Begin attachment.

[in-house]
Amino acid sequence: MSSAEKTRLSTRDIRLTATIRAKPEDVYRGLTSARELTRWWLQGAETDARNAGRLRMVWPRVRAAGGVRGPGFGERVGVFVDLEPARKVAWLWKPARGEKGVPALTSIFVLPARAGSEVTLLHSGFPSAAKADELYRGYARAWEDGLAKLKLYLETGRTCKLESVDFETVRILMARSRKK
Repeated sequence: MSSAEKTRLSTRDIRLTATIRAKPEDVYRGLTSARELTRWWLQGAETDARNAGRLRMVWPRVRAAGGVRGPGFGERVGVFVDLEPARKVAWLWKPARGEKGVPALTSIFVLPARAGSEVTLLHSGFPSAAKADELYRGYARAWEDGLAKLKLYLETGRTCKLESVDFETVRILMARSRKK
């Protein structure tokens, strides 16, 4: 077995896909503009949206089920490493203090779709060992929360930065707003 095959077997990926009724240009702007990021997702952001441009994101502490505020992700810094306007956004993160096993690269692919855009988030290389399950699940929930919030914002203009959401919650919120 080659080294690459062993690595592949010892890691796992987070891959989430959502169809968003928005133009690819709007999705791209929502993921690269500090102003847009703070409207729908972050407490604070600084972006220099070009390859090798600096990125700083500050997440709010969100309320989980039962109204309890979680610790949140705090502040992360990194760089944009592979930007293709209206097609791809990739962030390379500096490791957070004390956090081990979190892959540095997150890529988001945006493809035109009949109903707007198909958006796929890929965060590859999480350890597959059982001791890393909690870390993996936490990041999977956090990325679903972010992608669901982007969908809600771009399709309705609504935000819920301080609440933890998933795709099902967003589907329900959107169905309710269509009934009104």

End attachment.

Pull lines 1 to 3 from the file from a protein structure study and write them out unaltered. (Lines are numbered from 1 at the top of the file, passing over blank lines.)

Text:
[in-house]
Amino acid sequence: MSSAEKTRLSTRDIRLTATIRAKPEDVYRGLTSARELTRWWLQGAETDARNAGRLRMVWPRVRAAGGVRGPGFGERVGVFVDLEPARKVAWLWKPARGEKGVPALTSIFVLPARAGSEVTLLHSGFPSAAKADELYRGYARAWEDGLAKLKLYLETGRTCKLESVDFETVRILMARSRKK
Repeated sequence: MSSAEKTRLSTRDIRLTATIRAKPEDVYRGLTSARELTRWWLQGAETDARNAGRLRMVWPRVRAAGGVRGPGFGERVGVFVDLEPARKVAWLWKPARGEKGVPALTSIFVLPARAGSEVTLLHSGFPSAAKADELYRGYARAWEDGLAKLKLYLETGRTCKLESVDFETVRILMARSRKK